Episode 11 - #SustainableGiftGiving – Reduce, Reuse, Recycle – with Tracey Alexandria Lynch


Episode 11 - #SustainableGiftGiving – Reduce, Reuse, Recycle – with Tracey Alexandria Lynch


This Tuesday on Commonalities join Tracey Alexandria Lynch an Entrepreneur, Author, and Coach to talk about Sustainable Gift Giving!

Tracey is an experienced Sr. Executive with a background in healthcare, operations, finance, post-secondary education, nonprofits/social services, and telecom. She is a proven influential leader who has mastered business mentoring, coaching, strategy, funnel development, fundraising strategies, forecasting, and business model design. She is a critical thinker, natural entrepreneur, creative innovator with an expanded and global mindset.

A gifted problem solver, she is focused, goal-oriented, and a competitive business organizer who is versatile, resilient, sensitive, and industrious toward corporate, client and team needs.

One of her life themes is “Life's most persistent and urgent question is, what are you doing for others?” (MLK) The other is “Time isn't the important thing. It is the only thing.” (Miles Davis)

She believes human resources are our world's most precious resource. and collecting those resources and directing them where needed to serve others, is the building block of her life's work.

Tracey loves learning, literature, writing, teaching, family, the great outdoors, travel, health topics, meditation, and puppies. She loves seeing things grow! An avid gardener, she is passionate about life design, personal development and transformation, ideas, invention, innovation, service, and contribution. She shares her magical life with her husband Darrell, and their two pups Sunshine and Ali. She is the mother to two adult children and grandmother of two.

As always, Commonalities can be heard on WMBS Radio 590AM 101.1FM every Tuesday and Thursday following the 11:00 AM local, district, and statewide news; or downloaded at www.Commonalities.online and found anyplace you download your favorite podcasts.

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Episode Transcript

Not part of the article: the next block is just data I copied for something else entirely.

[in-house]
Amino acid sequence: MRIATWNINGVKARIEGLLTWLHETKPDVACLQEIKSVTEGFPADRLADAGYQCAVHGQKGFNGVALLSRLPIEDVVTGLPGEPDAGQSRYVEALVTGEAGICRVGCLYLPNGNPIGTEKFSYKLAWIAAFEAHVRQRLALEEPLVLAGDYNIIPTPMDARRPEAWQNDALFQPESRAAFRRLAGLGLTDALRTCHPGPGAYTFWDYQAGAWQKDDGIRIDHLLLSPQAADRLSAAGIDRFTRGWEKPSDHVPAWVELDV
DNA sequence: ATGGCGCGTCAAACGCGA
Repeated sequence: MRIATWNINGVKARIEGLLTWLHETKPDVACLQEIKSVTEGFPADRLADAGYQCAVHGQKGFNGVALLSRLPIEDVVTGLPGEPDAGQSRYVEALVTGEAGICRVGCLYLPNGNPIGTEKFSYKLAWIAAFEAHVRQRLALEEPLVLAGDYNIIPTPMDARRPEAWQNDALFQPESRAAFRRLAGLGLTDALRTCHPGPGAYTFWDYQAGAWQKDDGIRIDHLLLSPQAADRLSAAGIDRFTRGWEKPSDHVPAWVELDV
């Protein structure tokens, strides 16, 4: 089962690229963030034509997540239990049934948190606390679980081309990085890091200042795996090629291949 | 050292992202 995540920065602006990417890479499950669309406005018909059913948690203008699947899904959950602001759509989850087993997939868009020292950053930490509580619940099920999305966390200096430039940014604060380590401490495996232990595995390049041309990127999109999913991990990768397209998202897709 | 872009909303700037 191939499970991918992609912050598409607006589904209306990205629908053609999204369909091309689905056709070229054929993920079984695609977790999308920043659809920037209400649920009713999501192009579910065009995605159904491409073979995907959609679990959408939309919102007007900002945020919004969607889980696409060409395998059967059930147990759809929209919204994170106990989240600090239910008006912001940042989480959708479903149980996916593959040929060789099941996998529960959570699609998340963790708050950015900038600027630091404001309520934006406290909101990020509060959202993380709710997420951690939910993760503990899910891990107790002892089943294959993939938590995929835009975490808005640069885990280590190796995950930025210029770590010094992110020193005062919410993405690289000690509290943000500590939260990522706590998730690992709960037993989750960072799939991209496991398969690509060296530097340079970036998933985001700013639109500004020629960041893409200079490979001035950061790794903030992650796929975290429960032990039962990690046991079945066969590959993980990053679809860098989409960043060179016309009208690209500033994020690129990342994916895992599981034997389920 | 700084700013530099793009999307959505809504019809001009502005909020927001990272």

Starting now. Commonalities where guests find common ground through uncommon conversations, politics, religion, finances, all the topics your grandmother told you not to discuss with friends. And now your host, Matthew Dowling, and today's guests on commonalities. Thanks for joining us on Commonalities Today. I'm your host, Matt Dowling, alongside a wonderful guest we have today, Tracy Alexandria Lynch. She's an entrepreneur, an author, and a coach. Um, she has a lot of experience in a wide range of fields. Everything from healthcare, operations, finance, post-secondary education, nonprofits and social services and telecom. She's a proven influential leader who has mastered business mentoring, coaching strategy, funnel development, fundraising strategies, forecasting and business model design. And she's a critical thinker, natural entrepreneur, creative innovator with an expanding and global mindset. Tracy, thank you so much for being with us today. Thank you for having me, Matt. Appreciate. It. I want wanted to give you the opportunity here at the start of the show to do a little bit of a self introduction. I know I hit some of the bullet points from your biography, but why don't you tell us and my listeners a little bit about yourself, Tracy? Well, I am originally from Illinois, from Aurora, Illinois. Um, I was born and raised there, and, um, grew up in a, a modest home, um, that taught me a lot about gardening. And, uh, I think my father was an original ecos and, um, recycler even before we knew what that was. Um, I loved education from the very, very beginning. I taught myself to read when I was three or four years old. Um, so I've always loved the written word. I love teaching, sharing, ideas, innovation, invention, and I'm just getting to the point of my life after I've, you know, I have, uh, I went to college for, uh, communications and I took a, an MBA as well. Um, and I've, like you said, I've worked in a variety of fields, but I've always been on a path where I kind of just did the next logical thing. And it's just now that I'm getting around to my passions and living this life the way I really want to do it. And that includes accomplishing what I was actually set here to do, not just the next thing. So I'm excited to have been the recipient of this information, and I'm so happy to be passionate about it because I think it's really a timely message. So today, I know we're going to be talking about, uh, a new book that you have out, and that is Dono, uh, creating a sustainable experience. And for those that aren't well versed in Latin, like myself, Dono is Latin for, uh, for gift. So we're talking about, uh, gift giving, gift giving, and creating a sustainable experience through that. Um, why don't you tell me why you decided to write this book and why you're so passionate about, uh, about this issue? Well, um, my husband and I, we share a, a green mindset, and my son, who's a co-writer on the book also as well, and he was raised that way. Um, I'm not exactly sure how I stumbled into this exact concept, but I'm wired to solve problems, provide simple solutions to big problems. And somehow my concern about this, it just morphed into this book. And I began to study and we began to bounce ideas around, and the problem was so much bigger than we thought. And I think it's bigger than most people think. And when I started talking to people about it, they're like, they had no idea of the magnitude of this issue, um, this. So I think that that's why, um, it's so important. It's so important to me because the, the act of gift giving the way it is today is non-sustainable for the planet. Back in the days of settlers and Little House on the Prairie and Laura Engels Wilder, when Paul got a hat and Laura got a trust, and mom got a handkerchief wrapped in craft paper with a piece of twine. We have come so far from that not providing what people need or even exactly what they want, but we shop with the idea of surprise in mind of, of creating a wow factor. And a lot of times that falls flat. And so the only way to fix the gift giving issue, which causes the planet so much havoc and waste, is to collect our consciousness together and co and do one thing that solves the problem. Um, logistics is designed, go ahead. Oh, no, no, no. I, I didn't mean to cut you off. I was just going to say kind of an example of what you're talking about, um, in sustainable gift giving. Um, you know, I'll give you a good example and a bad example. I have a nine year old and a 10 year old that, uh, both got cell phones and they got their second laptop. They're now on their second laptop. They've got, their first ones about five. So now we have old laptops that have to go someplace. They have to be discarded, and they're really not of any value anymore. Um, you know, so maybe that's an example of non-sustainable gift giving where we're buying these things that, you know, are once, but it's, it's not really good for the environment, um, that we live in afterwards. I, I think maybe a, a good example of sustainable gift giving is, uh, is something my wife has started to do, and I, and I love these gifts. She has a cricket, and so she makes household goods for a lot of our family members that are personalized in some way. Yeah. Um, but it's something that that individual probably would've gone out and purchased on their own or would've used, uh, otherwise. So it's not something that's just grandiose and out here and extravagant. It's an item that, uh, that's personalized, whether it be a cheeseboard or Right. You know, a, a little cup. We did cheese Your bathroom to hold Your, your stuff, things like that. Yeah, we did those for Christmas know, so those are, yeah. So we, we took out the, uh, the hobby of wood burning. Uh, so we cut out the stencil and the cricket and then used the wood burner on the cheese boards. I'm not sure if you did that a similar way, but, um, but so those are some examples of the good and bad, as far as I see it in, in gift giving. Mm-hmm. <affirmative>. So I didn't mean to cut you off. There. Oh, no worries. And I think you're, you're absolutely right. Um, and we wanted, wanted to be careful in this message, not to step on people's toes and, and tell, and send the message that we don't want you to be consumers. We don't want you to have the things that you want and need. That is not the message. The message is not to stop shopping to not, it is not to, um, to buy the things that your children and your family needs. That is not the message. Our message is gifting is a wonderful experience. It's built on tradition, it's fun, it is enjoyable, and we want to keep that going. We just want to do a better job. 88% of people think that when you buy a gift and someone takes it back to the store, that they are gonna put that on the shelf and resell it to the next consumer. This is false. Most of those returns are going to end up in a landfill. There are so many, there's five, let's see, 5.8 billion tons of returns end up in the landfill every year. So that's, that's almost 6 billion tons of returns. There's 16 million metric tons of CO2 that are used to produce those gifts that end up in the landfill. And there's another 16 million metric tons of CO2 used just to move them to the landfill. That's incredible. These gifts are made out of glass, metal, plastics, natural goods, plant materials, animal materials, and they're going straight into the landfill. There's some gifts that can never be resold, but the problem with this is, and then I'll tell you what, what I think sustainable gifting is, the problem with this is, is logistics was designed to move from one, from the manufacturer to the consumer. It was not designed to move from the consumer back to the manufacturer, not even back to the seller. Once you do that, imagine everyone driving to work on the highway, and except we're all driving backwards. Imagine the energy, the fear, the concern, how slow that would happen, the accident, and would we get the end result that we're looking for, which is to arrive at the destination safely that we intended at the time we intended to, is almost impossible. So we know that it costs a ma, uh, seller, 66% of the sale price of that item to go through the return process. So it many times is cheaper for the seller to simply say, keep it discarded, or they'll take the return as far as the warehouse, and then they'll discard it, and then they will simply ship a new one, because it takes manpower at every step of that rever reversal to make it happen. Does that make sense? It, yeah. In, in my, my, uh, listeners that shop on Amazon on a regular basis, like I tend to do, um, they are probably have received a return message at some point in time when you try to return something because it comes in incorrect or it's not exactly what you were looking for, where the seller is saying, Hey, you know, that's great, we'll refund you, but just keep the item's. And it's because of the issue that we're discussing right now. Uh, and really we're getting to the topic of reverse logistics, but we have to get to our first break. So when we come back, we'll be talking more about reverse logistics and sustainable gift giving. Stick with us. You're listening to commonalities where guests find common ground through uncommon conversations. We'll be back after this brief break to recognize our sponsors. Is your business using analog strategies in a digital marketing world? If so, then contact Matthew or Rebecca Dowling at Coordinated 360 for a professional consultation where we bring in-depth knowledge and functional expertise with a holistic perspective. Coordinated 360 provides digital marketing, paid ad and media buying services, web design, social media management, video production, and more for businesses, organizations, and political campaigns with decades of experience. Matt and Becky at Coordinated 360 can help you craft your unique message and share it with the world. For a no risk media evaluation and recommendations, call 7 2 4 3 2 0 22 12, or visit us online at www.coordinatedthreesixty.com. Find us also on Facebook, Instagram, and Twitter, or email info coordinated three sixty.com. Founded in 1991, bright Stripe has succeeded on the premises of quality work done right at an affordable cost. At Bright Stripe personal service has always been a must. We Stripe to be the premier asphalt ceiling and striping company in the region. Matt George, the owner of Brights Stripe llc, brings experience from his construction and maintenance company, mountain Creek Construction and Maintenance. Matt has provided excellent customer service to many happy businesses and homeowners. Bright Stripe is the premier provider of seal coating or pavement ceiling. The process of applying a protective coating to asphalt based pavements to provide a layer of protection from the elements, water, oils, and UV damage. They also specialize in driveway and parking lot. Crack ceiling. Crack ceiling is the process of applying a protective coating to asphalt based pavements. Bright stripe also abides by all safety laws and standards in line striping and layout. For a no obligation estimate, contact Bright Stripe at 7 2 4 4 3 7 6 0 9 0. When it comes to buying a home, what you see isn't exactly what you get. That's why home buyers should call Dave Dowling At Grandview Inspections at 7 2 4 2 0 8 4 1 0 8. You'll see colorful flowers, freshly painted walls, granite countertops, blaming hardwood floors and other touches. What you can't see is the cracks, ancient plumbing, dangerous wiring, or broken appliances that might be revealed when you hire a home inspector. And when it comes to home inspectors, knowing yours has the qualifications and experience needed, should be your number one concern. Dave Dowling with Grandview Inspections is an architectural engineer with over 30 years of commercial construction experience and hundreds of inspections under his belt. A home inspection is an opportunity for you to hire an expert to walk through the home and prepare a report outlining the home's major components. What needs immediate attention and what will require maintenance after you move in your home is one of your biggest investments. So make sure your investment is everything you hoped it to be. Call Dave Dowling at Grandview Inspections at 7 2 4 2 0 8 4 1 0 8. Are you enjoying the program? You're listening to support commonalities and help keep us on the air by making a donation of five, 10 or $25, or any amount you feel comfortable sharing [email protected] Again, that is donate.commonalities.online on the worldwide web. Buy our host a cup of coffee or help pay for airtime at donate dot commonalities. Online. You're listening to commonalities on five 90 w MBS 1 0 1 0.1 fm, and any place you download your favorite podcast, I'm your host, Matt Dowling. My guest today is Tracy Alexandria Lynch. She's an entrepreneur, author, and coach, and she is a recent book out Donna, creating a Sustainable Experience. And we're talking about sustainable gift giving. And this is, uh, this is kind of a, an appropriate time to talk about this because we just went through the holiday seasons, whether you celebrate Christmas or, uh, or if you're Jewish and celebrate Hanukkah or even, uh, those that celebrate, uh, Kwanza, et cetera. There's a lot of gift giving that happens in the month of December. So January becomes the time when a lot of returns are taking place. But, and, and I know we're gonna get to this in a moment, uh, January is not the only time of the year when returns from gifts are a problem. So I'll let you get to that in just a moment. Uh, before we went to the break, we started talking about the buzzword reverse logistics, and that's really all operations that are related to the upstream movement of products and materials. So, uh, Tracy, tell me a little bit more about your vision, uh, your book, and the idea of, uh, of sustainable gift giving. Okay, awesome. So we were, we briefly touched on, uh, sustainable gifting and what components go into that. And I, one, when we wrote this book, we wanted to keep it short, punchy to the, to the facts, and we didn't wanna have a lot of fluff in it so people would, it would be easier for people to download and adapt. And even with a sustainable gifting experience, we want that to be easy as well. We don't want one more thing that people have to do to make this happen. Um, people spend about 15 hours shopping for Christmas gifts. Um, if they follow the principles in the book, they can save about 75% of that time. There's all types of psychology that goes around gift giving. I don't know what to get. I don't know if they're gonna be happy with it. I don't know how much I should spend. I'm buying because they bought me something. There's so much that goes into it. But the bottom line of sustainable gift giving is this, know your audience. Know what the person you're buying for wants. And, uh, we, we, um, talk about this in the book by using the folklore Santa, right. And we know that Santa is folklore, but Santa had it going on a little bit because he did two very important things. He asked you exactly what you wanted, right? And then. So you made your list, and he had it. And he had it. He knew the brand, he knew the size. There was no getting this wrong. He doesn't like Polkadots, she doesn't like stripes. That's not what she asked me for, even if it's on sale. So he ch he asked what you want, and then he checked his list, and then what did he do? He checked it twice. Okay, period. But then, but then you run into the problem as, as an adult, when Santa is taken out of the equation, and now I have adult siblings, two sisters that I need to buy for, and I wanna get them something that they want, that they need, that they'll appreciate mm-hmm. <affirmative>, um, you know, but my mind works different than theirs. So, you know, how do you, how do you suppose we have a crystal ball. I know you're saying know your audience, but do you have any tips on telling us how to know what gifts are good gifts to give for people? Oh, absolutely. So it's, it's very, very simple. We ask them, Santa doesn't surprise when those kids get that they're not surprised. They're what? They're delighted. They're delighted that Santa listened and they're excited to receive the gift. That's delight, surprise is trying to give somebody something that they would not expect you to get them. That's where we are missing the ball. Anytime you hold up something on your way out of TJ Max and you say, I wonder what they like this, you have already put it down, sweetheart. You have already <laugh> gone too far. Do not take that to the register with you because there's a maybe in it. So we have worksheets in the book that help you to get to know your person. And so in your, we're building a app that'll have the same platform in it. Um, and it'll be your circle that's around you. So you just keep your, your worksheet. It'll tell you their colors. Fragrances, this is great for husbands who can't remember their wife's sizes. They can't remember that wonderful flower that she loves, that she has to ask her sister and her friend. Well, is it a, is it a a rose or is it a, you know, uh, hydrangea, no. He, he will already know what fragrance. That just got, that just got me in trouble because I said to my wife, do you know so-and-so's favorite flower is, uh, a daffodil? And it is. And, and I know because this person always buys on daffodil days, um, you know, an absurd amount of daffodils for the cancer society. But my wife then said to me, well, we've been married for over 12 years, what's my favorite flower? And, and I didn't know that's, there you go. You know, so there you go. So this would help me. And then, then what's her, what's her favorite fragrance? You know, is someone allergic to some things? Um, if you have nieces, nephews, children keeping their sizes, so grandma's not calling your, your sister saying, Hey, what, what, um, size do you think? Well, I think he might wear, there we go, because we can't continue to use Amazon. And online is our, is our testing site for gifts. We can't continue to use Amazon as our dressing room, our virtual fitting room. Because when we, there's people that will buy three different sizes. Grandma will be like, here, I'm gonna buy three sizes, whichever ones you don't need, send 'em back them back. The planet cannot sustain that, that that activity. What we can sustain is creating demand for what we actually want and will actually use. Because as we talked about before, most of those gifts, those returns are going into the landfill. So there's more birthdays on the planet than there are that, that, um, we purchase for than we do at Christmas. Christmas is just the biggest time of the year, but there's 8 billion people on the planet, right? So if you have a percentage of them and your people are buying gifts for them, then that really is the biggest holiday is our collective birthday. So you have birthdays, you have Mother's Day, father's Day, right? That. We need to, so that's why this isn't just a problem once a year. This is a bigger problem than people even can take into scope at this point in time, because you're constantly buying a gift for, you know, I'm thinking baptisms, communion, um, you know, those are just some of the things we've been to recently. Yeah. Weddings, wedding gifts, um, engagement parties. You know, there's, there's a lot of times when you want to, when you want to give a gift. Um, but that's very difficult. And, and as we keep having this conversation about sustainability, I go back to, you know, my childhood in the na 1980s and mm-hmm. <affirmative>, um, at that point in time, before recycling was where it is today, we would talk about, you know, the three Rs, reduce, reuse, and recycle mm-hmm. <affirmative>. And so how can we be sustainable, uh, within that scope with the gifts that we're giving to other individuals? Well, for one, um. And, and I think that's the problem that you're trying to address. Absolutely. Absolutely. And I even say in the book, one great way to contribute to sustainability is to buy things that will last. My family still has my father's tools from when we were children. They still work. They didn't, the handle didn't come off the hammer. Nothing happened to those tools cuz they were made to last. I think that we live in a more, get me a temporary fix for right now. I'll get the $2 hammer that the head's gonna fall off. And then when that happens, I'll just get another one. I like to tell people, once you've purchased something, you've created a, you've created a demand for it. And that demand is your responsibility. And once you buy that item, you own it forever, no matter where it goes. I don't care if it's a plastic bag, something you got at the dollar store, aluminum foil, a gift, an electronic, whatever it is, you're responsible for that. And so we can buy more sustainably, meaning things that are, are sourced, uh, through recycling or natural goods. We could do that. Everybody doesn't have to do it. That's not everybody's jam. But what you can do is you can be a responsible gifter by asking what people want, what they truly desire. And on the flip side of that, you have to be a gracious gift receiver. How many of us are just not gracious? Hey, what do you want for Christmas? Oh my gosh, you don't have to get me anything. You know, they're gonna go do it, but yet you resist. Why don't you just say, Hey, these are some things I've been looking at over the past year in a wide range of prices so that they feel comfortable. But also these are some everyday things I use, like I use natural, um, cleaning products. I could always use a basket of natural cleaning products. I use the same moisturizer day in and day out. Hey, why don't you get me some glow recipe? You know what I mean? It's wonderful to say, to be, you know, falsely modest and say, oh, you don't have to get anything. You don't have to spend any money on me. But when you know your father, your mother, your sister, your brother, your child, your friend wants to serve you in love and service through a gift, then be gracious to tell them what you want versus letting them guess about it. And then you're like, man, has she ever seen me in a purple sweater? I've never worn a purple sweater. Why did she get me a purple sweater? Because she got it. Because you wouldn't tell her what she really wanted. And so that's an aspect that gr that graciousness is the aspect of being able to reciprocal give in a sustainable way as well. So we've talked about being a gracious individual, accepting a gift, and we talked about being a, uh, responsible, uh, gift buyer in thinking about the sustainability of the gifts that were gifting to other people. Um, we've briefly touched on and, and we've kind of rode the wagon around it a couple, uh, times. That's the problem of reverse logistics. And, uh, as I was reading a little bit before the show on reverse logistics, I found that, uh, that there are five Rs and I just talked about the three Rs of sustainability, but there's five Rs to reverse logistics that people talk about, and that's return, resale, repair, replace, and recycle. Um, let's talk before we go to the break, we only have about a minute, but let's talk about the problem of re reverse logistics. Why doesn't it really work for the retailers like Amazon or Walmart that are out there? It's too expensive. That's the bottom line. It's too expensive. Like we said, it takes, um, the average, um, return process process costs about 66% of the cost of that item. So in many instances it is not, um, advantageous for a seller to do that. And also. Um, so it's, it's, it's just good business that they're not doing. Absolutely. It's good business. And, um, sadly this is going to create further problems by passing those costs onto us, right? Because if we continue with these practices, those costs have to go somewhere and they're gonna get, uh, passed on to, to us. Um, there's even the, the kit that they're gonna take from something I call cyber shoplifting, which means there's certain businesses that will tell you, go ahead and donate that item. Go ahead and keep that item. When people start to ingest that information, there's gonna be a remnant. And right now we're at about 6% of people returning gifts. There's nothing wrong with it. They're just saying there's something wrong with it that's cyber shoplifting because they know they're gonna tell them to keep it. So I won't advertise those companies, um, at all because I don't, I don't like mentioning them at all. But they're, they're great companies and they're trying to do the right thing. Sure. But we as the consumer end up paying the, the final price because they have to mark up the goods and services that we do pay for to be able to take care of that. Hey, Tracy, we have to get in our first break, uh, or our next break will be back after these messages and we'll continue the topic of sustainable gift giving here on commonalities. You are listening to commonalities where guests find common ground through uncommon conversations. We'll be back after this brief break to recognize our sponsors. Is your business using analog strategies in a digital marketing world? If so, then contact Matthew or Rebecca Dowling at Coordinated 360 for a professional consultation where we bring in-depth knowledge and functional expertise with a holistic perspective. Coordinated 360 provides digital marketing, paid ad and media buying services, web design, social media management, video production, and more for businesses, organizations, and political campaigns with decades of experience. Matt and Becky at Coordinated 360 can help you craft your unique message and share it with the world. For a no risk media evaluation and recommendations, call 7 2 4 3 2 0 22 12 or visit us online at www.coordinatedthreesixty.com. Find us also on Facebook, Instagram, and Twitter, or email info coordinated three sixty.com. Founded in 1991, bright Stripe has succeeded on the premises of quality work done right at an affordable cost. At Brights Stripe personal service has always been a must. We strive to be the premier asphalt ceiling and striping company in the region. Matt George, the owner of Bright Brighttree llc, brings experience from his construction and maintenance company, mountain Creek Construction and Maintenance. Matt has provided excellent customer service to many happy businesses and homeowners. Brighttree is the premier provider of seal coating or pavement ceiling. The process of applying a protective coating to asphalt based pavements to provide a layer of protection from the elements, water, oils, and UV damage. They also specialize in driveway and parking lot. Crack ceiling. Crack ceiling is the process of applying a protective coating to asphalt based pavements. Bright stripe also abides by all safety laws and standards in line striping and layout. For a no obligation estimate, contact Bright Stripe at 7 2 4 4 3 7 6 0 9 0. When it comes to buying a home, what you see isn't exactly what you get. That's why home buyers should call Dave Dowling At Grandview Inspections at 7 2 4 2 0 8 4 1 0 8. You'll see colorful flowers, freshly painted walls, granite countertops, blaming hardwood floors and other touches. What you can't see is the cracks, ancient plumbing, dangerous wiring, or broken appliances that might be revealed when you hire a home inspector. And when it comes to home inspectors, knowing yours has the qualifications and experience needed should be your number one concern. Dave Dowling with Grand View Inspections is an architectural engineer with over 30 years of commercial construction experience and hundreds of inspections under his belt. A home inspection is an opportunity for you to hire an expert to walk through the home and prepare a report outlining the home's major components. What needs immediate attention and what will require maintenance after you move in your home is one of your biggest investments. So make sure your investment is everything you hoped it to be. Call Dave Dowling at Grandview Inspections at 7 2 4 2 0 8 4 1 0 8. Are you enjoying the program? You're listening to support commonalities and help keep us on the air by making a donation of five, 10 or $25, or any amount you feel comfortable sharing [email protected] Again, that is donate.commonalities.online on the worldwide web, buy our host a cup of coffee or help pay for airtime at donate dot commonalities. Online. You're listening to commonalities on W MBS five 90 am 1 0 1 0.1 fm, and any place you download your favorite podcast. I'm your host Matt Dowling, alongside an entrepreneur, author, and coach. Uh, really an expert in her field that has written a recent book about sustainable gift giving. Her name is Tracy Lynch. And Tracy. Uh, before the break we were talking about reverse logistics and how it just doesn't make any sense for big retailers sometimes to accept the returns. Um, and we started to talk a little bit about the solution, uh, making the decision. Is it just one more thing that will take up people's time or is this a, a good gift that we should, we should gift to those we love? So why don't we pick up the conversation there. Well, this is not something that's going to take up more time. We were very careful with that. This is something that's gonna save time. It's also going to be something that allows you to understand those that you care about more, what makes them tick, who they really are. A lot of times we think we know people, but we really don't know really their style or anything about how they live their lives. But as we get into the needs and wants of people and use those to sustainably gift, we are gonna get to know people and their brands. And we're traveling our journey with these people that are close to us. We're traveling this journey with our families and our close friends. So why not get to know them better and not go for surprise, but go for that gift that's really going to mean something. It's going to add to their life. And more than anything, it's going to be used Just because you give someone a gift and they say they like it, doesn't mean it's going to be used. If they tell you they need it and they want it, then that is when you know it will be used and cherished. So, like I said, it's one simple idea. Find out what people, find out what people want before you spend money. Um, it's the best stewardship of your dollar. It's the best stewardship for, um, the, um, recipient, and it's the best stewardship toward the planet. So that's, that's a gift for everyone. Um. So if, you know, doing this really doesn't take up, uh, a whole lot of extra time. It's not extremely onerous or burdensome, um, to put in place and to do it does take a little more time, um, or brain power to think about the individual, to talk to the individual and ask them what they want. But you know, whatever trade off you have for having to do that kind of brain work mm-hmm. <affirmative> or that mental math as to, uh, what the person wants, it's going to be a more appreciated gift. Yes. And, uh, and so ultimately I think that makes it great not to mention the fact that it makes you a good steward to the environment and, uh, you know, to the world that we live in because we're not just filling, uh, landfills with additional trash. And and if you think of it that way, you know, do we want to give trash to those we love? Or do we want to give them a gift that is really sustainable and wanted and needed and going to be used? That's exactly right. You could have written a book because that's really <laugh>. That's, that's really what it's about. Um, I'll say it again. The way we are currently giving gifts is not sustainable for this planet. Not when over half of all gift recipients are returning one to two gifts a piece. That's unreal. That's unreal. That is now, now when we get to the end of the day, uh, you know, we have to talk about practicality in all things. Mm-hmm. <affirmative>, you know, can we really correct this problem? Is this something that we can fix? I mean, it, it's gonna take just you and, you know, not just you and me can go out and, and fix our individual problems and this whole problem go away. It's gonna take, uh, discussions and education and, uh, a large number of people being involved. But can we at the end of the day, accomplish the goal of being more sustainable gift givers? I love this question. I think it's my favorite question, um, because I have all the hope in the world that this can happen, um, with 8 billion people on the planet believe that there are enough people that care enough to do at least one thing. And we're asking you to do one simple thing, know what your recipient wants before you buy it, period. With the goal of 100% satisfaction, um, every time, the only time a gift really should be returned nowadays, um, once we decide to accept this concept is when it malfunctions that hair dryer you got, it just was a dud. It didn't work. The screen was cracked, it arrived damaged. Those are ju justifiable reasons to return a gift. Not you didn't know the size and you guessed at it, not you were filling in gifts with fluff. And most of them, they're not gonna use. Um, I have, like I said, all the faith in the world, um, I borrow from Malcolm Gladwell in the tipping point that as we begin to infiltrate our consciousness with these ideas and we connect it to the sickness that our planet is enduring right now, once we it comes, once we are able to settle with that information, I believe there are enough people that are willing to do one simple thing to change this. And I believe that that will, um, spread throughout, throughout America. I think that we're some of the biggest, I don't think we are some of the biggest, um, gift givers in the world, and I know it can be done. Um, I had someone contact me and he said Christmas was a success. We had zero gift returns. I didn't, what he would do is he would fill in the gifts with fluff because he wasn't sure if his wife was gonna like him. So just in case he got her these other things he said, he brought, he bought no fluff and he was really excited. And if that's all it takes is one person to tell another person, um, even if they just tell them, this is what I want and this is what I don't want, you know, it's not a tremendous amount of time. If I give you the worksheet, you could fill it out for me. I don't have to fill 'em all out. Like, Hey, can you fill this out for me? I wanna get you a gift Who's not gonna fill the sheet out? Like, yes. I love, um, hikeys and I love Vanilla Candles. I mean, telling, telling someone what we want is a gift to the planet. Being vocal, being truthful. In, in taking care of the planet is, uh, something that we do for others. And as we are approaching Martin Luther King Day here, I I know that one of your favorite, uh, quotes or life themes is, uh, life's most persistent and urgent question is what are you doing for others? And by being more sustainable gift givers, we are doing something for others. We're taking care of our planet. And, and I think that's the crux of the message that, uh, that we want to get a acrossed in today's episode. You know, and, uh, on a re recent episode, I had the, uh, young ladies from the Fayette Chamber of Commerce, and we were talking about local retailers and where you could go get last minute gifts. This was on an episode that was, was just before, uh, Christmas. But you know, if, if you put that thought into it, um, this doesn't disenfranchise any of those retailers. It doesn't mean that we're necessarily spending any less money. The, uh, the country's gross domestic product will still be the same. That's correct. We are just being smarter in what we are purchasing. And, you know, I I I think about things that, uh, that don't go into the landfill that we could purchase through some of our local retailers and, uh, and to support small business and the economy. Yes. Uh, there are ways, there are ways to do this. We're down to just about three minutes left in today's program. And before we go, I wanted to, uh, let my listeners know where they can purchase your book. If, if this conversation has kind of wet your appetite and you're salivating you wanna know more, um, as well as I believe your book includes some of those example worksheets. Am I correct? That's correct in saying that, you know, yes. So if they wanna purchase your book, where can they find it? They can go straight to amazon.com. It's don, it's like donut except with the m uh, creating a sustainable gifting experience. And the funding from this book goes to create the Don app, which will have all of the worksheet and the questionnaires at your fingertips with it housed in there forever. It's like your own personal, um, gift registry that never dies and people can, will be able to purchase from you for you straight from that app. So we're working on the app now. And then everything from, uh, that we work on, a portion of that goes into local communities and charities that serve children with learning disabilities. So, um, we, our vision is to solve, um, local problems by solving big problems and just keep it going. Just be going right around in a circle. So let's serve others by serving the planet. Let's serve the planet by serving others. I think we, we can do it. Absolutely. And you stole my final transition from me. I was going to say, now tell me more about this app. So we've already started talking about the app. What's the anticipated, um, deadline that you have out there for having the app ready? And when it's ready, will it be available, uh, in the app store on, on mm-hmm. <affirmative>, uh, Google, and uh, also on your iPhones? Yes, it'll be available on both. We're looking to have a beta test ready by, uh, March. Um, and if that goes well, we'll proceed from there. Um, the, all the pages have been built out all of the selections and choices. It's kind of like Facebook met, Pinterest met the Amazon wishlist, and it's a beautiful app where all your choices will be in there, the people in your close circle. This will only be for your close circle. So you won't be, you won't have 500 users. You may have 30 or 40 colleagues, friends, family, so forth. And, um, the initial app to keep your registry will be free. And then there'll be a charge for the app if you want to include your tribe, which I think that that's what it's all about. So, um, we're looking forward to that. And this is a great way, this is a great way to b build funding for something like that. I'm excited. That is, it is, uh, a very exciting, uh, prospect to look into. And honestly, before you brought this to my attention before you were a guest on my show, um, you know, sustainable gift giving wasn't something that was on my radar, but, uh, I think our conversation today has pointed out how important it really is. Tracy, I want to thank you for being on my program today here on commonalities and, uh, I wish you the best of luck and success with your new app. And, uh, for those of you looking for Tracy's book again on amazon.com, you can uh, search for Dom creating a sustainable experience. Thank you. This has been commonalities, a show where guests find common ground through uncommon conversations. Copyright 2022 coordinated 360, all public rebroadcast should be done with prior written approval from Matthew Dowling. All requests should be sent to [email protected] Thank you for listening to commonalities.